Saturday, February 20, 2010

Citizenship of Sport

The Vancouver Winter Olympic games have raised many interesting issues, which will be discussed in a series of blog posts. The first matter which I would like to focus on, due primarily to its cross-cutting nature, is the relationship between citizenship and sport which has been manifested during the Vancouver games.

Traditionally, the Olympic games are considered showcases of both national pride and the unity that is shared by athletes regardless of their nationality or beliefs. This duality was apparent during the Opening Ceremonies, when athletes processed as part of national contingents and later collectively took the Olympian’s creed, which cuts across nationality to stress the shared beliefs and goals of those talented athletes who are able to call themselves Olympians. A touching demonstration of the universality of the Olympic spirit were the arm bands worn by athletes from all nationalities in order to honor Nodar Kumaritashvili, the Georgian luger who died during a practice run prior to the Opening Ceremonies.

In addition to these public and non-controversial manifestations of the universality of athletics, the Vancouver games – and the athletes who have participated in them - have also highlighted the more controversial idea of citizenship of sport, by which I mean the athlete’s identity as an athlete trumping his or her identity as a citizen or national of a particular state. During the Opening Ceremonies, there were a remarkable number of athletes who were competing for states not usually associated with winter sports. The stories of these athletes were noteworthy in that some are dual nationals and, while they learned their sport in one country of their citizenship, they nevertheless chose to represent the other country of their citizenship as Olympians.

As the games unfolded during week one, other stories of citizenship of sport have emerged. Some continue to reflect the dichotomy of dual nationals and their choice of state to represent. Others, however, are more unusual. Yuko Kavaguti is part of the pairs ice skating team of Kavaguti and Smirnov of Russia. Japanese by birth and ethnicity, Yuko had a dream to be an Olympian and reached out to a famed Russian figure skating coach as a teenager in order to pursue that dream. However, the Japanese pairs figure skating program could not provide Yuko with the support or training she needed to pursue her goal and so she moved to Russia to train, became a Russian citizen and competed for Russia at Vancouver. In the process, she was required to renounce her Japanese citizenship and change her name to sound somewhat more Russian. She did all of this because she is, I would argue, a citizen of sport.

Similarly, Allison Reed is a fifteen year-old ice dancer who, along with her partner Otar Japaridze, is competing as part of the Georgian Olympic team at Vancouver. On the surface, there is nothing unusual about this. However, Allison is an American, who still resides in the US and only recently received Georgian citizenship as well. Her two older siblings are also ice dancers and compete for Japan, which is understandable given that their mother is Japanese. Allison, however, competes for Georgia because her ice dancing partner is Georgian.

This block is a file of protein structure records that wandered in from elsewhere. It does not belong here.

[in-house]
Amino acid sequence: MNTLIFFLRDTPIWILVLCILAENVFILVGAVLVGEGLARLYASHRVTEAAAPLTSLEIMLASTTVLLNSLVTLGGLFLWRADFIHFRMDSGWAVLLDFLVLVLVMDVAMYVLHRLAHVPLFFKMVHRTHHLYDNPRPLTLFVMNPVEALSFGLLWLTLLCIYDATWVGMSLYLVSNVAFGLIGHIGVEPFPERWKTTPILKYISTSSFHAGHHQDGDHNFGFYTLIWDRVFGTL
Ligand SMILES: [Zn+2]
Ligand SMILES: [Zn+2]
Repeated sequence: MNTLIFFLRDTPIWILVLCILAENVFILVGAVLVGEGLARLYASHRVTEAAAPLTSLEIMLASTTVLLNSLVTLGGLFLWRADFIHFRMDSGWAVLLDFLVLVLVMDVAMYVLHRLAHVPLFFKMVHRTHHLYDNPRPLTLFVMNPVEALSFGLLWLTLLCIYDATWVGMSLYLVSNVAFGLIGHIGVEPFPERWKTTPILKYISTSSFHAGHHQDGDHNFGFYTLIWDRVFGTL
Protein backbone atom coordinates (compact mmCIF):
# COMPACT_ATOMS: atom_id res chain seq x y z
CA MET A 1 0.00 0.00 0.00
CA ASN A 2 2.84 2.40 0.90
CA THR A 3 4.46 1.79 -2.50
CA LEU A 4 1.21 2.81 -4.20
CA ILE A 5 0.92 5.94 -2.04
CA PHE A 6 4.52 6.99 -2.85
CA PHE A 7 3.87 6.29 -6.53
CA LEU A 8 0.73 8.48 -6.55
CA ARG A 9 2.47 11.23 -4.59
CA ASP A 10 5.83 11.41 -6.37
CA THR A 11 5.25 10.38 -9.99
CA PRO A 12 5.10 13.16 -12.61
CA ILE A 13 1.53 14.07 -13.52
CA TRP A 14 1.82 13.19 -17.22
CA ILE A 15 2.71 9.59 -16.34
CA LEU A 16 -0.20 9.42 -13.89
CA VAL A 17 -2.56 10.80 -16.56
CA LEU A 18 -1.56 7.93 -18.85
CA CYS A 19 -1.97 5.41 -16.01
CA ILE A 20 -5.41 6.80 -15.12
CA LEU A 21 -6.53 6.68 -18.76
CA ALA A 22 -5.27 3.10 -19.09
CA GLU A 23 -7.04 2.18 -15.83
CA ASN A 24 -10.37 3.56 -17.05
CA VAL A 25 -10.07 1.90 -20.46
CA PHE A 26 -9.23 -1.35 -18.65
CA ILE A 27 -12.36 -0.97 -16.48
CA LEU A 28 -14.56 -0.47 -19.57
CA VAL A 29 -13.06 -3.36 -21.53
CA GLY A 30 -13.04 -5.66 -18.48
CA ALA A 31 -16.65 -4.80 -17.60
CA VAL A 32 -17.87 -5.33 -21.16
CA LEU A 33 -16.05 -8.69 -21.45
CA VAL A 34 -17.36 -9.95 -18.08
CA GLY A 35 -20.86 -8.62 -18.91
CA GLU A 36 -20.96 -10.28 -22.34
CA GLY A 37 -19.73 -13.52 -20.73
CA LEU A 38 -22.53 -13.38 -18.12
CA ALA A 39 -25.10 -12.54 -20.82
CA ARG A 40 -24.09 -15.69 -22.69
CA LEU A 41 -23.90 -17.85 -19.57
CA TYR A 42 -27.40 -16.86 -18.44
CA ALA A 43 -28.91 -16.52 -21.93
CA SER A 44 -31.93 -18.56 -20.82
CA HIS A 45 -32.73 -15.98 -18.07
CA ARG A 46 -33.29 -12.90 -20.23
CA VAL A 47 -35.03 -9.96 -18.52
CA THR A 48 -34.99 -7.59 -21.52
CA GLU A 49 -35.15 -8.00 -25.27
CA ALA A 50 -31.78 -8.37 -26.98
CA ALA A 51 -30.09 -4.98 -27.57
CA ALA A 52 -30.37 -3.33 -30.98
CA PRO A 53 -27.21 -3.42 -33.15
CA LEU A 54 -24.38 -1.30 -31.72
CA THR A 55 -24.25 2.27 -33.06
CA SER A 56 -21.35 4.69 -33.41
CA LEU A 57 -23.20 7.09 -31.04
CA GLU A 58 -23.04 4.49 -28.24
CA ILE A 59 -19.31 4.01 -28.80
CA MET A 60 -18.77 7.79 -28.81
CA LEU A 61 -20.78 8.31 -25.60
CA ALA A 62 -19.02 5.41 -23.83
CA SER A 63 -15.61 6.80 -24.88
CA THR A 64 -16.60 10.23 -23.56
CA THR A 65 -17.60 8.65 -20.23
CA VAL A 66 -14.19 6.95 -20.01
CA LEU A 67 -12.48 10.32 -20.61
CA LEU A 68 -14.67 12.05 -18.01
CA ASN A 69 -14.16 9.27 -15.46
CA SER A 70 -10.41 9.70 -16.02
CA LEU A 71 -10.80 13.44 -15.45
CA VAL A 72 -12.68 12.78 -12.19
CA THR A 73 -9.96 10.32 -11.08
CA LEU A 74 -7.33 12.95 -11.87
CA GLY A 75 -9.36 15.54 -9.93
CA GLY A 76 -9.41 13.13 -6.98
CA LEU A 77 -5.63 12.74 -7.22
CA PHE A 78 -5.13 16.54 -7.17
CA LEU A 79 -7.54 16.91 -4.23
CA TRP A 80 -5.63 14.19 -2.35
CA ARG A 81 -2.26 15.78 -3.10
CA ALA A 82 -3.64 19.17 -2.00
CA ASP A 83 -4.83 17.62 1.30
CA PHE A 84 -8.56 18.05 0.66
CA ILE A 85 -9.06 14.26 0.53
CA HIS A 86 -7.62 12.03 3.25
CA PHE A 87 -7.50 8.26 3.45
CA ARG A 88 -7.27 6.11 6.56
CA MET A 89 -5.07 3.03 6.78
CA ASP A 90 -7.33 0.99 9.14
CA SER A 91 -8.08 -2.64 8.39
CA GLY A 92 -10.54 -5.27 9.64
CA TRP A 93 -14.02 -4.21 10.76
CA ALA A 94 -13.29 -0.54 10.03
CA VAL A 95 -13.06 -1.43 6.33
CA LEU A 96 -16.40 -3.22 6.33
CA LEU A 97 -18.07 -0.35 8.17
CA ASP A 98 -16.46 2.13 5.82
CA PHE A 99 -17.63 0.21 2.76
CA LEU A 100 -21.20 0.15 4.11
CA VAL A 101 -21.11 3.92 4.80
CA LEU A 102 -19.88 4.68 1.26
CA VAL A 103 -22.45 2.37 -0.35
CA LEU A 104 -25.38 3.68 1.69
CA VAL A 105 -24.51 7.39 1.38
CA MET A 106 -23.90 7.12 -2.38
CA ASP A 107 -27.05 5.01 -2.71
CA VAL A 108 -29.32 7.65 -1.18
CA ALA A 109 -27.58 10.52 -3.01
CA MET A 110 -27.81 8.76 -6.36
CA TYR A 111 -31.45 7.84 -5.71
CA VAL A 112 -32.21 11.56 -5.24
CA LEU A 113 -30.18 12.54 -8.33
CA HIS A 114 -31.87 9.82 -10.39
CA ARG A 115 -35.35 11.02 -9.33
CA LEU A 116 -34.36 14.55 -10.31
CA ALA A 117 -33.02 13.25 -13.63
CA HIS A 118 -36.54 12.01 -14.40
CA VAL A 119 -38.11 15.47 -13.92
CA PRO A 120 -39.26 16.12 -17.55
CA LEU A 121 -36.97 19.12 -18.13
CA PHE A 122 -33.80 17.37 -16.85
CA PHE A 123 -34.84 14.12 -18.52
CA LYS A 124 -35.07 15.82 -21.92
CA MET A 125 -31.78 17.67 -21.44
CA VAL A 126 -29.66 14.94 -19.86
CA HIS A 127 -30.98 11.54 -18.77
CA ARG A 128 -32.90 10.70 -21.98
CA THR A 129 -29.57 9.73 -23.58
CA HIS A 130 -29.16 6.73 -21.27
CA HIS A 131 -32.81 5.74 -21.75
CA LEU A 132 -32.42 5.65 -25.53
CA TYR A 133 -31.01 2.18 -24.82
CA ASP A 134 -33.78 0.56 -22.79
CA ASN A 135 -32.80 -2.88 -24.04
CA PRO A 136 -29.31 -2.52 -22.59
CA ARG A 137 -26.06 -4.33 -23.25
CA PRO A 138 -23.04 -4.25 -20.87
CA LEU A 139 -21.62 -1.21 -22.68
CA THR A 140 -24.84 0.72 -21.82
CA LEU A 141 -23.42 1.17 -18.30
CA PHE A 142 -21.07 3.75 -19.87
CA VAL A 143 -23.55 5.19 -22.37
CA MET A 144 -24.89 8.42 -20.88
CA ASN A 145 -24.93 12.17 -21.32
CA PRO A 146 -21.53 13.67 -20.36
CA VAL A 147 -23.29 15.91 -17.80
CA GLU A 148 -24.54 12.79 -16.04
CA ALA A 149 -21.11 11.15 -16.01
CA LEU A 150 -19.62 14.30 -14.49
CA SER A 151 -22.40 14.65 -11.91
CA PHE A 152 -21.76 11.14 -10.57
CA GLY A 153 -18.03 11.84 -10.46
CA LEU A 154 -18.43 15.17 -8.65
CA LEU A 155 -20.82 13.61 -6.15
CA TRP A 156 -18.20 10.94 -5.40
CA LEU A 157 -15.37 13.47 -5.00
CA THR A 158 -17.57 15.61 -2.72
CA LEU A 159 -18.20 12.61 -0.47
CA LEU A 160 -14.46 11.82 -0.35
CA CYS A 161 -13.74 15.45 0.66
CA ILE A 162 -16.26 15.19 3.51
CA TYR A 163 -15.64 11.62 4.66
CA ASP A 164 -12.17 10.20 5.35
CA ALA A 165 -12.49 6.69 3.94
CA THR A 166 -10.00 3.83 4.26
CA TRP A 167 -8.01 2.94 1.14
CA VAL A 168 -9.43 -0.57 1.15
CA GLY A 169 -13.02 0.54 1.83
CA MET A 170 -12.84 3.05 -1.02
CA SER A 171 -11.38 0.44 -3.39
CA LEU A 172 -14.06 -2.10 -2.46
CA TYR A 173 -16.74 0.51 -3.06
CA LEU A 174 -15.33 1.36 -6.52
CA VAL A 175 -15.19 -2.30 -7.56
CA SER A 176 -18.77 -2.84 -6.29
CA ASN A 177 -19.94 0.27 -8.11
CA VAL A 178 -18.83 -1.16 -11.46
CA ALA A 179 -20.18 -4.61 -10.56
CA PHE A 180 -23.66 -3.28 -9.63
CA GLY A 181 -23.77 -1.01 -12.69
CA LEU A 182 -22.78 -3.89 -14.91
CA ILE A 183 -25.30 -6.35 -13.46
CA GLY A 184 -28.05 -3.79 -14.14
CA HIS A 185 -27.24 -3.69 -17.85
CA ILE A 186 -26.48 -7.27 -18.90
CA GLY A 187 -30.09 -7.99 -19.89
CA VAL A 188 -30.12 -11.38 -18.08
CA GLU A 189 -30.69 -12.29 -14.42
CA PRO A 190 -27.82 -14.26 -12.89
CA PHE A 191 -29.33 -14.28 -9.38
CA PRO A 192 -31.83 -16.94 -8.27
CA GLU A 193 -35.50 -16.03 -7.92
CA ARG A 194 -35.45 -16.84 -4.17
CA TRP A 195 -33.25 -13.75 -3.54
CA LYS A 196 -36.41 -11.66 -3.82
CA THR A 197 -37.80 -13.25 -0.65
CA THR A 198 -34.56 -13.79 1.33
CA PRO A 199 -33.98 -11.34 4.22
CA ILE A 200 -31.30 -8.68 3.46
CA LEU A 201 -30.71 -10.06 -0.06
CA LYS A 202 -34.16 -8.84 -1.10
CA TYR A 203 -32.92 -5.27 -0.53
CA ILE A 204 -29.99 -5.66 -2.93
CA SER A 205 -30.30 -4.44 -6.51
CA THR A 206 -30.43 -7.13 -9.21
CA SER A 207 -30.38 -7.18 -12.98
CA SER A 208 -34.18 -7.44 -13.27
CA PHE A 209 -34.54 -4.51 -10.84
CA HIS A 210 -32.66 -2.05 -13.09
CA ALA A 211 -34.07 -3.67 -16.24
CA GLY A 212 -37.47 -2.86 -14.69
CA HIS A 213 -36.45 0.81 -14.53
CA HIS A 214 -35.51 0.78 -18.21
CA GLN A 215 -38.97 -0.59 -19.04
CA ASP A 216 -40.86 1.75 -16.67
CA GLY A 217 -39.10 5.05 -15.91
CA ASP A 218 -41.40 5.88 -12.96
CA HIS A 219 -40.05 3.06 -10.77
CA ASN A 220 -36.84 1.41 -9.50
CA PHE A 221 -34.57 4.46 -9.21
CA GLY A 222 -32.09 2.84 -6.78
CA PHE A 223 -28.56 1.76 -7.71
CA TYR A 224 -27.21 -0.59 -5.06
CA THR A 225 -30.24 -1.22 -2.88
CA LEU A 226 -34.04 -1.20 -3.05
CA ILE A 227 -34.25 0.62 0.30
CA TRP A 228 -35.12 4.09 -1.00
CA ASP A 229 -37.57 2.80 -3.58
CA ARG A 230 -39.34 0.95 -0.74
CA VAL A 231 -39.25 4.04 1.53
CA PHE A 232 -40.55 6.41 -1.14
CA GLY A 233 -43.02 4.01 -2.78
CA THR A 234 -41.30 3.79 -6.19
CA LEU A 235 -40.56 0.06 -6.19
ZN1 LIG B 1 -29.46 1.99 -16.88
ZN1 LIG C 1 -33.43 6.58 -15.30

This phenomenon of switching nationalities is not unique to the Olympic games, however it is particularly noteworthy, and arguably glaring, in the Olympic context. By drawing attention to these examples and to the concept of citizenship of sport I in no way wish to reflect on the propriety of citizenship of sport, other than to assert that it is likely easier to condemn the decisions made by athletes than to try to understand them. My purpose in writing this posting is to propose the existence of the concept of citizenship of sport and to suggest that it is likely to continue on in athletic competitions, especially as interactions between athletes and geography become more common, since, for example, many athletes compete and train in other countries than their country of nationality or citizenship. Citizenship of sport implies a new conception of societal belonging, replacing the traditional emphasis on nationality and national identity with the idea of being a skier, figure skater, or other athlete. It reflects the effort and dedication which athletes put into perfecting their craft, and asserts that the ability to display a life’s work of dedication and, typically, self-sacrifice should not be bounded by national rules and selection processes which might deny the athlete the opportunity to compete and pursue his/her dreams.

Certainly, nationality and citizenship are very personal considerations for anyone, particularly those who grew up dreaming that they would have the chance to compete for their country on a grand international scale such as the Olympic games. Citizenship of sport is no less personal, in that it encompasses the devotion of athletes to their sports and their desire to showcase that devotion, talent and sacrifice to the world. In the majority of cases, traditional concepts of citizenship and nationality co-exist with citizenship of sport to the benefit of the athlete and his/her country. However, it is important to acknowledge the existence of citizenship of sport and that it exists in a separate – though often intersecting – plane than traditional notions of citizenship and nationality.

For information on the athletes mentioned above, see:

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